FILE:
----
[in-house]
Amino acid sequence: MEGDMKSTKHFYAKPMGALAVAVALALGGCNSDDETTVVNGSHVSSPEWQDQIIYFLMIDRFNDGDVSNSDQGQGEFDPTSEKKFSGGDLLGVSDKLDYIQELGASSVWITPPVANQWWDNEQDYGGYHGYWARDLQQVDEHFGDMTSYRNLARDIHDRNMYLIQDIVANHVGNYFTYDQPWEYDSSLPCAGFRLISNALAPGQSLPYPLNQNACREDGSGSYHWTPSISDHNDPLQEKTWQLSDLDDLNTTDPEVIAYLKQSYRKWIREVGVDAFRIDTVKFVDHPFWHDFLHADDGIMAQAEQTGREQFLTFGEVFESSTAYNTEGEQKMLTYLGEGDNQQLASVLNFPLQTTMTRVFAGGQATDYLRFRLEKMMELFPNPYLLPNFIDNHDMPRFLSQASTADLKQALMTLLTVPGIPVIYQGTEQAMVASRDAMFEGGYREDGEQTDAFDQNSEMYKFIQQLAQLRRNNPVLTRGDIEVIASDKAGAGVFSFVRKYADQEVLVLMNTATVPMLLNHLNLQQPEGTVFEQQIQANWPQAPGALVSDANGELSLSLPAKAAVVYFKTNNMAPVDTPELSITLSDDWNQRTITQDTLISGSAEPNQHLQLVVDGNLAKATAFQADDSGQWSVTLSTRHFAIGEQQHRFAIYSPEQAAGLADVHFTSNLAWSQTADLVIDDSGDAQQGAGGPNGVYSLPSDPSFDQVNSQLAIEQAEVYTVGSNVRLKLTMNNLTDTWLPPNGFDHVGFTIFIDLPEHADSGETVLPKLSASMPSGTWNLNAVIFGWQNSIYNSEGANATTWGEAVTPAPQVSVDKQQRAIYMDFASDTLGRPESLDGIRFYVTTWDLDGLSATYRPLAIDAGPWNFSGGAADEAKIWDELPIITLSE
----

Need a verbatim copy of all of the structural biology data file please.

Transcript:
[in-house]
Amino acid sequence: MEGDMKSTKHFYAKPMGALAVAVALALGGCNSDDETTVVNGSHVSSPEWQDQIIYFLMIDRFNDGDVSNSDQGQGEFDPTSEKKFSGGDLLGVSDKLDYIQELGASSVWITPPVANQWWDNEQDYGGYHGYWARDLQQVDEHFGDMTSYRNLARDIHDRNMYLIQDIVANHVGNYFTYDQPWEYDSSLPCAGFRLISNALAPGQSLPYPLNQNACREDGSGSYHWTPSISDHNDPLQEKTWQLSDLDDLNTTDPEVIAYLKQSYRKWIREVGVDAFRIDTVKFVDHPFWHDFLHADDGIMAQAEQTGREQFLTFGEVFESSTAYNTEGEQKMLTYLGEGDNQQLASVLNFPLQTTMTRVFAGGQATDYLRFRLEKMMELFPNPYLLPNFIDNHDMPRFLSQASTADLKQALMTLLTVPGIPVIYQGTEQAMVASRDAMFEGGYREDGEQTDAFDQNSEMYKFIQQLAQLRRNNPVLTRGDIEVIASDKAGAGVFSFVRKYADQEVLVLMNTATVPMLLNHLNLQQPEGTVFEQQIQANWPQAPGALVSDANGELSLSLPAKAAVVYFKTNNMAPVDTPELSITLSDDWNQRTITQDTLISGSAEPNQHLQLVVDGNLAKATAFQADDSGQWSVTLSTRHFAIGEQQHRFAIYSPEQAAGLADVHFTSNLAWSQTADLVIDDSGDAQQGAGGPNGVYSLPSDPSFDQVNSQLAIEQAEVYTVGSNVRLKLTMNNLTDTWLPPNGFDHVGFTIFIDLPEHADSGETVLPKLSASMPSGTWNLNAVIFGWQNSIYNSEGANATTWGEAVTPAPQVSVDKQQRAIYMDFASDTLGRPESLDGIRFYVTTWDLDGLSATYRPLAIDAGPWNFSGGAADEAKIWDELPIITLSE